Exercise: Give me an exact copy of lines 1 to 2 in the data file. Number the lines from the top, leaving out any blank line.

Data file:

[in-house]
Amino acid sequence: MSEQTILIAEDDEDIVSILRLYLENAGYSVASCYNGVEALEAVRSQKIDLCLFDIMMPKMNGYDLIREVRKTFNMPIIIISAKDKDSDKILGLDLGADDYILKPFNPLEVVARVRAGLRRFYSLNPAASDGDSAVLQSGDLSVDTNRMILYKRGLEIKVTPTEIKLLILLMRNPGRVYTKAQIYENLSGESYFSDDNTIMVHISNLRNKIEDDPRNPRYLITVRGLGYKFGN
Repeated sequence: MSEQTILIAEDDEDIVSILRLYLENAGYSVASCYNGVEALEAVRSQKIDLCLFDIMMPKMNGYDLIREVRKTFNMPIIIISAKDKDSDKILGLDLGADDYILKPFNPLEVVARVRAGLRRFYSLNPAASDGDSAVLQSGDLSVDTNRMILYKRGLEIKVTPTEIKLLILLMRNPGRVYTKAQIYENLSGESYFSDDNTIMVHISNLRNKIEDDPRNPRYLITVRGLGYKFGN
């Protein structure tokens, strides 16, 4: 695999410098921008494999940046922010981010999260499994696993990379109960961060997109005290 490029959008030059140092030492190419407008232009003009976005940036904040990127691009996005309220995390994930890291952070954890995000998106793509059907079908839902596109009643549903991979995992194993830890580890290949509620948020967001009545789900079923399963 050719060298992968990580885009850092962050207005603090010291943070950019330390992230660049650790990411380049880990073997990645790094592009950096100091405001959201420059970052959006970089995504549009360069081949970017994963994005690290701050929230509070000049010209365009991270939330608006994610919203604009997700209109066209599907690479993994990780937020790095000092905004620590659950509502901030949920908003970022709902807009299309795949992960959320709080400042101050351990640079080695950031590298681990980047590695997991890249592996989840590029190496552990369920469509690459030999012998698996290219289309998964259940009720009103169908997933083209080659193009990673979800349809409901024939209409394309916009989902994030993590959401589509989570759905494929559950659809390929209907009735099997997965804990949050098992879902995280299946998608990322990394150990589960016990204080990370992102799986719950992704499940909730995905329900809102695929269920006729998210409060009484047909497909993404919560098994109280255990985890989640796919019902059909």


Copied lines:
[in-house]
Amino acid sequence: MSEQTILIAEDDEDIVSILRLYLENAGYSVASCYNGVEALEAVRSQKIDLCLFDIMMPKMNGYDLIREVRKTFNMPIIIISAKDKDSDKILGLDLGADDYILKPFNPLEVVARVRAGLRRFYSLNPAASDGDSAVLQSGDLSVDTNRMILYKRGLEIKVTPTEIKLLILLMRNPGRVYTKAQIYENLSGESYFSDDNTIMVHISNLRNKIEDDPRNPRYLITVRGLGYKFGN